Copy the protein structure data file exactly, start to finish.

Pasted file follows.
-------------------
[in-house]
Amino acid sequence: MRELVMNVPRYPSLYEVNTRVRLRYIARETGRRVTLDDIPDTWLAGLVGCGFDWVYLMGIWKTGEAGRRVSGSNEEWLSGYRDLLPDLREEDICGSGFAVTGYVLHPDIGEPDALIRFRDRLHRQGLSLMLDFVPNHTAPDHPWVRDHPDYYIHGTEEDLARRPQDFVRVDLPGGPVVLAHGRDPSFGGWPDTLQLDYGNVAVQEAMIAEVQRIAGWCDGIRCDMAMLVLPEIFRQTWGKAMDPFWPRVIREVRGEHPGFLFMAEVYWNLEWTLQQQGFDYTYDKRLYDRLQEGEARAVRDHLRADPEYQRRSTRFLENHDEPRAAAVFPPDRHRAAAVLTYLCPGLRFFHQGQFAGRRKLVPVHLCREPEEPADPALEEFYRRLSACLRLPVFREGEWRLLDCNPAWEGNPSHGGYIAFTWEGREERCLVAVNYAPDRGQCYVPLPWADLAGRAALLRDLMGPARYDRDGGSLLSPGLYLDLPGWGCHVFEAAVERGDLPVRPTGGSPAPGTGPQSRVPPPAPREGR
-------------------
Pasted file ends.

[in-house]
Amino acid sequence: MRELVMNVPRYPSLYEVNTRVRLRYIARETGRRVTLDDIPDTWLAGLVGCGFDWVYLMGIWKTGEAGRRVSGSNEEWLSGYRDLLPDLREEDICGSGFAVTGYVLHPDIGEPDALIRFRDRLHRQGLSLMLDFVPNHTAPDHPWVRDHPDYYIHGTEEDLARRPQDFVRVDLPGGPVVLAHGRDPSFGGWPDTLQLDYGNVAVQEAMIAEVQRIAGWCDGIRCDMAMLVLPEIFRQTWGKAMDPFWPRVIREVRGEHPGFLFMAEVYWNLEWTLQQQGFDYTYDKRLYDRLQEGEARAVRDHLRADPEYQRRSTRFLENHDEPRAAAVFPPDRHRAAAVLTYLCPGLRFFHQGQFAGRRKLVPVHLCREPEEPADPALEEFYRRLSACLRLPVFREGEWRLLDCNPAWEGNPSHGGYIAFTWEGREERCLVAVNYAPDRGQCYVPLPWADLAGRAALLRDLMGPARYDRDGGSLLSPGLYLDLPGWGCHVFEAAVERGDLPVRPTGGSPAPGTGPQSRVPPPAPREGR